“Agrippina had long been a problem to Nero, always interfering as she did and quarreling about who should be murdered and who shouldn’t. (Ed. Note: Agrippina was Nero’s mother.) Since he owed her everything for murdering Claudius, he had hoped to kill her as gently as possible. He did not want her to suffer, and he went to some lengths to prevent it. He gave her quick poison three times without result, then fixed the ceiling of her bedroom so it would fall and crush her as she slept. Of course that didn’t work. It never does. Either the ceiling doesn’t fall or the victim sleeps on the sofa that night.”
The preceding passage is taken from The Decline and Fall of Practically Everybody, Will Cuppy’s comically masterful book of biographical sketches of various historical characters. Cuppy transforms his subjects into human beings, not as they’re known from history books, but as they would have been known Cuppy-wise: foolish, fallible, and very much our common ancestors. The section on Nero continues thusly:
“Next, he attempted to drown her by means of a boat with a collapsible bottom, but the vessel sank too slowly and she swam away like a mink. Nero then lost his head completely, as who wouldn’t, and told his freedman, Anicetus, to try anything. Anicetus, a rude but sensible fellow, went and got a club and beat her to death. Maybe the Cave Men knew best.
We cannot be sure how many others Nero murdered, since some of the stories are probably mere gossip. You know how it is. Once you kill a few people, you get a bad name. You’re blamed for every corpse that turns up for miles around and anything else that goes wrong.”
Cuppy was a master of understatement, reducing familiar and not-so-well known historical characters to human dimensions. Consider the following paragraphs on the father of the explorer Leif Ericsson:
“Leif Ericsson, or Leif the Lucky, was the son of Eric Thorvaldson, or Eric the Red, a large, cheerful Norwegian who went around killing the neighbors in his spare time. Because of this bad habit Eric was banished from Norway, so he went to Iceland, where he thought the neighbors would be less fussy.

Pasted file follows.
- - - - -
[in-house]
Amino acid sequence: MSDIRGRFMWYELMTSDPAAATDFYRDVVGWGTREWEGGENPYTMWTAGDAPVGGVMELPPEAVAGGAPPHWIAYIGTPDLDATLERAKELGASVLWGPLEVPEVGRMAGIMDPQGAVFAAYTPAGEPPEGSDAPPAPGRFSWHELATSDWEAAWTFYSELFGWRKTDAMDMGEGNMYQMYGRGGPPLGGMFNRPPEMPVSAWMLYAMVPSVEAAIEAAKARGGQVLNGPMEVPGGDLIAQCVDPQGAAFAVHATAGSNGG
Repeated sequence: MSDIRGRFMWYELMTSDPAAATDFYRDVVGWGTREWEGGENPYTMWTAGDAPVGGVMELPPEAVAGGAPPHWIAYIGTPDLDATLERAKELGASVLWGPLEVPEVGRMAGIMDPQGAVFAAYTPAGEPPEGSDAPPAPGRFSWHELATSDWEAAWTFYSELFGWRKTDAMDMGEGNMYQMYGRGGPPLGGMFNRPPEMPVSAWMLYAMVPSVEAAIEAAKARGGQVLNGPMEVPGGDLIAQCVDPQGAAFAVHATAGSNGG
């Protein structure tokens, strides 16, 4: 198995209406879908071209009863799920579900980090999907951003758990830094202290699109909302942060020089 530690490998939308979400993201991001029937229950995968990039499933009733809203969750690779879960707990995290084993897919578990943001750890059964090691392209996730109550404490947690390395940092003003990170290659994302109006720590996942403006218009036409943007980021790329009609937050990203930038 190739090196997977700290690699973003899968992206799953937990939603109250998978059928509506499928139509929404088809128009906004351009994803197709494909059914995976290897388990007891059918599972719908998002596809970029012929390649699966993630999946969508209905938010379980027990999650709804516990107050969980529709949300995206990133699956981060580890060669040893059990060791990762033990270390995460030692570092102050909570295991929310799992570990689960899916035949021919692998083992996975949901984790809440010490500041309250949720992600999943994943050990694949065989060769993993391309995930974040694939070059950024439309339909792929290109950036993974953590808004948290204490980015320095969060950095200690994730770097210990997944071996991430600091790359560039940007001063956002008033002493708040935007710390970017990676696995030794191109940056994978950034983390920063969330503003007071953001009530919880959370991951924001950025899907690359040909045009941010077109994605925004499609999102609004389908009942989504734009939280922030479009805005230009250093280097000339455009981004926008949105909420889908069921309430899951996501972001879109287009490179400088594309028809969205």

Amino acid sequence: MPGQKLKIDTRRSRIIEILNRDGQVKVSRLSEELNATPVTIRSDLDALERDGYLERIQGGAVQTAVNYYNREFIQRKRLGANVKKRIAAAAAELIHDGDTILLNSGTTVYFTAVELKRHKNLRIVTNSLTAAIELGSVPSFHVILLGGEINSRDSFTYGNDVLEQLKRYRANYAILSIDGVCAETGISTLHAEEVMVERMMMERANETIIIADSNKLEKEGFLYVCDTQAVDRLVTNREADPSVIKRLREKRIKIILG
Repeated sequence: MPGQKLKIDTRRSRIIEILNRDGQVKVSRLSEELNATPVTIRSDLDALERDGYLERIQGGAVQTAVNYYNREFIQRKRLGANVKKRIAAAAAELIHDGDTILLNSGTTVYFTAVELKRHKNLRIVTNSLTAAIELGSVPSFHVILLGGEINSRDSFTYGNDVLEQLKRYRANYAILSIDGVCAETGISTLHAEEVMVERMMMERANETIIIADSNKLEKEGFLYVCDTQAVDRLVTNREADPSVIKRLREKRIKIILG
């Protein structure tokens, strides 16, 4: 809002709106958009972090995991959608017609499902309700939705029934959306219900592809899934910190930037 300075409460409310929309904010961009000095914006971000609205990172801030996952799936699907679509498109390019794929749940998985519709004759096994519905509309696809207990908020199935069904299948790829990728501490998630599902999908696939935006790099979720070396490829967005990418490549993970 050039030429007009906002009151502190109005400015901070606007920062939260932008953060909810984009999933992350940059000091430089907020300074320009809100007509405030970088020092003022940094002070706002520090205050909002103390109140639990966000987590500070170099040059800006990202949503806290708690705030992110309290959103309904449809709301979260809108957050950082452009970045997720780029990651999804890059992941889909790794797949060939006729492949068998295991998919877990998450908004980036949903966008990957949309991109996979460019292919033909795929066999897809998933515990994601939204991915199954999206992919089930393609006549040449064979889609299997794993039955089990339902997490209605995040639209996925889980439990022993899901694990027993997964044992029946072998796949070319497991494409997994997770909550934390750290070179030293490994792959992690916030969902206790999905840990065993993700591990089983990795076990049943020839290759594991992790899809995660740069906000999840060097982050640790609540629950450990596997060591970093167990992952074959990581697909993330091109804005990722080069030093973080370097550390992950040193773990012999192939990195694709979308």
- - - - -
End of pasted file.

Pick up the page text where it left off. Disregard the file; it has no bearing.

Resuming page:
In Iceland, Eric married Thorhild the Bouncing, the daughter of Jorund Atlisson and Thorbjorg the Ship-Chested, and they had three sons named Leif Ericsson, Thorvald Ericsson, and Thorstein Ericsson. Eric was very fond of home life, but one day he broke loose and murdered Eyjolf the Foul and a few others and was banished from Iceland. So there he was again.”
Cuppy also brings his wit to bear on the home life of those in power, as in this passage from the chapter on William the Conqueror:
“The home life of William and Matilda seems to have been happy enough, barring occasional knockdown fights and petty constant bickering over the children and who was the boss. Matilda was a good wife, except that she always took the part of her rebellious son, Robert Curthose, a rat if there ever was one, unless it was William Rufus, his father’s favorite. In their later years the domestic relationship of William and Matilda approached more closely to the ideal. That is, they stayed as far away from each other as was humanly possible.”
When The Decline and Fall of Practically Everybody was first published in 1950, it spent four months on the best seller list of The New York Times, and eventually went through eighteen hardcover printings and ten foreign editions, proof of its impeccable accuracy and deadly, imperishable humor. Cuppy can’t be beat for sly wit - be sure to read all about it!
Copyright © 2003, S. Halversen.
All Rights Reserved.